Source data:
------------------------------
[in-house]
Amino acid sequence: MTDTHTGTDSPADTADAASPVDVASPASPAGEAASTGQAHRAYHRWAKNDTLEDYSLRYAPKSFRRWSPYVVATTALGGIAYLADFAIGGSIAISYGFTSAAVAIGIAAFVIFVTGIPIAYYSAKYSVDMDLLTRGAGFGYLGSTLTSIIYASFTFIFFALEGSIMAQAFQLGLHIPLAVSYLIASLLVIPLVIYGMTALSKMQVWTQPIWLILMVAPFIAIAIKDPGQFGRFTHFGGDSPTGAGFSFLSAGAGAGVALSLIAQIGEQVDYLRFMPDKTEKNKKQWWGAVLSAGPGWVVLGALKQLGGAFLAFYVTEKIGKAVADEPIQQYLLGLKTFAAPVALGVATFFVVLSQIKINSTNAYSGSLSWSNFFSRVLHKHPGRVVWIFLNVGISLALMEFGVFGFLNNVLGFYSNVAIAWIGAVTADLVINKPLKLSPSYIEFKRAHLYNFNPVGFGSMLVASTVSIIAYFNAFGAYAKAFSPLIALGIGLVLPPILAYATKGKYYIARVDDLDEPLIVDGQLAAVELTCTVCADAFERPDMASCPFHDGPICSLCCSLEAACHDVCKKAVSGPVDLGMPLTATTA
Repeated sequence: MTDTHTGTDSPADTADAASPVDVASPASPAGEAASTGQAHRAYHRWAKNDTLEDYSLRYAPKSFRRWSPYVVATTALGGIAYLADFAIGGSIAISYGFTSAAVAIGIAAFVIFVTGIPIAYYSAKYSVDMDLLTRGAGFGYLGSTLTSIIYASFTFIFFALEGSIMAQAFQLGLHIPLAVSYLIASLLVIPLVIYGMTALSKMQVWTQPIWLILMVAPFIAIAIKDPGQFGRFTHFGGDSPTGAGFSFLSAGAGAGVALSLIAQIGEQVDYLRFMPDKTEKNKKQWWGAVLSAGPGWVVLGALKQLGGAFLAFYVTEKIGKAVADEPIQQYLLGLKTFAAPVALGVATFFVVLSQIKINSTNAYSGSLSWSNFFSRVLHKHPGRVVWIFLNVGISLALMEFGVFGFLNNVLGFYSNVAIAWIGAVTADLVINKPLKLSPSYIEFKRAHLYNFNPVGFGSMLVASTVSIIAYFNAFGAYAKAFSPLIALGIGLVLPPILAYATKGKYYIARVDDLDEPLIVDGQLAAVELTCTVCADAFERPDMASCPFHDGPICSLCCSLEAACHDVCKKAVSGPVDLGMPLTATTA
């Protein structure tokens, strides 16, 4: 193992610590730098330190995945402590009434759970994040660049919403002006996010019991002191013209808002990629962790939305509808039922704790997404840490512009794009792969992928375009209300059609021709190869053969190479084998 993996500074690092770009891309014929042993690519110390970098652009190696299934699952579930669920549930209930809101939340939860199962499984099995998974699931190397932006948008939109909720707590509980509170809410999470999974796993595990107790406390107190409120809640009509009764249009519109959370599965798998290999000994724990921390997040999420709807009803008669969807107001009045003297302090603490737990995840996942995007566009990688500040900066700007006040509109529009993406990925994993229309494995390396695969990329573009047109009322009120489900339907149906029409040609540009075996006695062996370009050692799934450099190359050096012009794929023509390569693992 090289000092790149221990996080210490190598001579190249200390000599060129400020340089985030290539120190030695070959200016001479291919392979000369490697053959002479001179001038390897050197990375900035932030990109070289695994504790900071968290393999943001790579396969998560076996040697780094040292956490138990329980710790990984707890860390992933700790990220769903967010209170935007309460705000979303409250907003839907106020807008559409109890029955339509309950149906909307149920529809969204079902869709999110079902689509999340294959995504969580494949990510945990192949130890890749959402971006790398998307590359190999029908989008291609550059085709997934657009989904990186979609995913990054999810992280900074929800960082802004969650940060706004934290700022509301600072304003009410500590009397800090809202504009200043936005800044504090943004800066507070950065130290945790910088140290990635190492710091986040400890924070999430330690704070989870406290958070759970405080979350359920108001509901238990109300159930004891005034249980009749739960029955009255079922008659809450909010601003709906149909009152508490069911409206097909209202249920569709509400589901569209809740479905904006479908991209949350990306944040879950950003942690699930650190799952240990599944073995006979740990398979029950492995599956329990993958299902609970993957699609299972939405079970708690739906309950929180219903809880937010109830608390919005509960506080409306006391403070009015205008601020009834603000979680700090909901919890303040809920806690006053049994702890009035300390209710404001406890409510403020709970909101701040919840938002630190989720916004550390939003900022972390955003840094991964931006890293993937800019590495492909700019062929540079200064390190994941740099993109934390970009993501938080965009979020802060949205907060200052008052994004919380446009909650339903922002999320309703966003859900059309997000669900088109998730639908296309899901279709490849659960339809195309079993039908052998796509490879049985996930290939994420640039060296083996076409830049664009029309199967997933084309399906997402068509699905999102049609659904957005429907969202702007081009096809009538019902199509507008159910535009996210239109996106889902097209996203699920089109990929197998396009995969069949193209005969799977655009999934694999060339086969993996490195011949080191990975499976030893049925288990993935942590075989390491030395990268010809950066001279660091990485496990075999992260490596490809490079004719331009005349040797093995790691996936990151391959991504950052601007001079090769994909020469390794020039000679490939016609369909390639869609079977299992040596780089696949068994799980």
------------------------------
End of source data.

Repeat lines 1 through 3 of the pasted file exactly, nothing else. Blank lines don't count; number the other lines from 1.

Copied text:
[in-house]
Amino acid sequence: MTDTHTGTDSPADTADAASPVDVASPASPAGEAASTGQAHRAYHRWAKNDTLEDYSLRYAPKSFRRWSPYVVATTALGGIAYLADFAIGGSIAISYGFTSAAVAIGIAAFVIFVTGIPIAYYSAKYSVDMDLLTRGAGFGYLGSTLTSIIYASFTFIFFALEGSIMAQAFQLGLHIPLAVSYLIASLLVIPLVIYGMTALSKMQVWTQPIWLILMVAPFIAIAIKDPGQFGRFTHFGGDSPTGAGFSFLSAGAGAGVALSLIAQIGEQVDYLRFMPDKTEKNKKQWWGAVLSAGPGWVVLGALKQLGGAFLAFYVTEKIGKAVADEPIQQYLLGLKTFAAPVALGVATFFVVLSQIKINSTNAYSGSLSWSNFFSRVLHKHPGRVVWIFLNVGISLALMEFGVFGFLNNVLGFYSNVAIAWIGAVTADLVINKPLKLSPSYIEFKRAHLYNFNPVGFGSMLVASTVSIIAYFNAFGAYAKAFSPLIALGIGLVLPPILAYATKGKYYIARVDDLDEPLIVDGQLAAVELTCTVCADAFERPDMASCPFHDGPICSLCCSLEAACHDVCKKAVSGPVDLGMPLTATTA
Repeated sequence: MTDTHTGTDSPADTADAASPVDVASPASPAGEAASTGQAHRAYHRWAKNDTLEDYSLRYAPKSFRRWSPYVVATTALGGIAYLADFAIGGSIAISYGFTSAAVAIGIAAFVIFVTGIPIAYYSAKYSVDMDLLTRGAGFGYLGSTLTSIIYASFTFIFFALEGSIMAQAFQLGLHIPLAVSYLIASLLVIPLVIYGMTALSKMQVWTQPIWLILMVAPFIAIAIKDPGQFGRFTHFGGDSPTGAGFSFLSAGAGAGVALSLIAQIGEQVDYLRFMPDKTEKNKKQWWGAVLSAGPGWVVLGALKQLGGAFLAFYVTEKIGKAVADEPIQQYLLGLKTFAAPVALGVATFFVVLSQIKINSTNAYSGSLSWSNFFSRVLHKHPGRVVWIFLNVGISLALMEFGVFGFLNNVLGFYSNVAIAWIGAVTADLVINKPLKLSPSYIEFKRAHLYNFNPVGFGSMLVASTVSIIAYFNAFGAYAKAFSPLIALGIGLVLPPILAYATKGKYYIARVDDLDEPLIVDGQLAAVELTCTVCADAFERPDMASCPFHDGPICSLCCSLEAACHDVCKKAVSGPVDLGMPLTATTA